And here's the average of 100 of the most popular "male" skins:

That's a pretty preliminary result, but I think it's interesting. The major sexual dimorphism among Minecraft skins—the shape of the eyes—comes through loud and clear. If you want to use one of these as your actual Minecraft skin, I recommend going in with an image editor and erasing the upper-right part of the image. Otherwise your character's head will be shrouded in a ghostly hat, and it won't look good.

June Film Roundup: It doesn't get better than this. I liked every single movie I saw this month. Two, maybe three of them are in my top ten. I guess that's what happens when you only see time-honored classics and movies you've already seen and loved. I'm posting this a little early because I'm going on vacation next week. Have fun!

May Film Roundup: Ready for "Wacky Wednesdays" here at News You Can Bruise? Here's the deal. We got five movies in the May roundup, but only three of them I actually saw in May! One is from April and one I saw yesterday. Also, it's not Wednesday.

@MinecraftSigns, And Minecraft Maps: I finished a draft of Situation Normal and sent it in to writing group, so I've now got time to reveal the other non-NYPL project that's been taking up all of my time. Ta-da! It's a bot! @MinecraftSigns posts signs that I found in Minecraft maps using the pymclevel library I learned for the Historical Minecraft project.

For a long time, signs were the only form of textual self-expression possible in Minecraft. You get four lines of 15 characters each. In normal play they're generally used as labels or signposts. Custom mapmakers also use them for instructions to the player, dialogue, narration, and hidden messages. They are a medium of communication with more severe character restrictions than Twitter, which makes them a great subject for a Twitter bot. Signs posted so far range from the profound:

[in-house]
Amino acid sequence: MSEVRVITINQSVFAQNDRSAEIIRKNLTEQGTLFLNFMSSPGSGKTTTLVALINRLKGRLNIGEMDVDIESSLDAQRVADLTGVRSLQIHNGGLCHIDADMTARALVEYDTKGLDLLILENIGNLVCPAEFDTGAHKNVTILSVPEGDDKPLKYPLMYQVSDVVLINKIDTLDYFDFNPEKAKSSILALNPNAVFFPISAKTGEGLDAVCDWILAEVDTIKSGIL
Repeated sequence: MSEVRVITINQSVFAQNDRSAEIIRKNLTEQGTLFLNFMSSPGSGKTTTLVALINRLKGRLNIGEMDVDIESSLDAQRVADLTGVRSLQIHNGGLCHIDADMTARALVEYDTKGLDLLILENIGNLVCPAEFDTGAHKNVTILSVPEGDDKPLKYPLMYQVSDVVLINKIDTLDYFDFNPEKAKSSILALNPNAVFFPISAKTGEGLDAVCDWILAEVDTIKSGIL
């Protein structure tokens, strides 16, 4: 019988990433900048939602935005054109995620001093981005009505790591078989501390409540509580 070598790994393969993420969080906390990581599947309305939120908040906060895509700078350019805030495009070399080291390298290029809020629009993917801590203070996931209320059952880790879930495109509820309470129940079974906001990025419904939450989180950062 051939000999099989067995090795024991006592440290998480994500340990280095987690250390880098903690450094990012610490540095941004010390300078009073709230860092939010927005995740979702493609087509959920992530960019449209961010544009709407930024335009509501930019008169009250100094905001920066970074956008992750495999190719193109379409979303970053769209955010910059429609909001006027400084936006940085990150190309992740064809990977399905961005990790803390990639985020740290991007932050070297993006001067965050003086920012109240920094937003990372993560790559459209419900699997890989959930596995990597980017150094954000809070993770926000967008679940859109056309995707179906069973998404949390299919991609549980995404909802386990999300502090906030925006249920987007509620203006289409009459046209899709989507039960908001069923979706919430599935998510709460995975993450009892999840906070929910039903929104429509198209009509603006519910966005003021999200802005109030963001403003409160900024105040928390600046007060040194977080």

This one's
about dropping

To something I think I saw on one of those trendy t-shirts recently:

peanuts and
pickles and
potatoes and

To the crowd favorite so far:

Do not
Extinguish fire
You will lose.

Oh goodie, you say; another bot from Leonard! What will he come up with next? Yet another bot? The answer is yes. But, before you dismiss @MinecraftSigns as just another window into a beautiful realm of found poetry, ask yourself this: how did I get this data in the first place? Where did all these Minecraft signs come from? Oh, I don't know, maybe from the sixty-five thousand Minecraft maps I've got on my hard drive?

That's right. After the Historical Minecraft project I thought back to late 2011 when I was enjoying the world of custom Minecraft maps. I then thought forward to early 2012, when I was kind of done with custom Minecraft maps, but when I moved all the ZIP files I'd downloaded onto a backup drive rather than deleting them, because these things don't stay on the Internet forever and it would be nice to have a copy, say, twenty years from now. And then, in early 2014, two years into that twenty, I was thinking about that little act of preservation and it hit me: who's archiving the rest of those maps?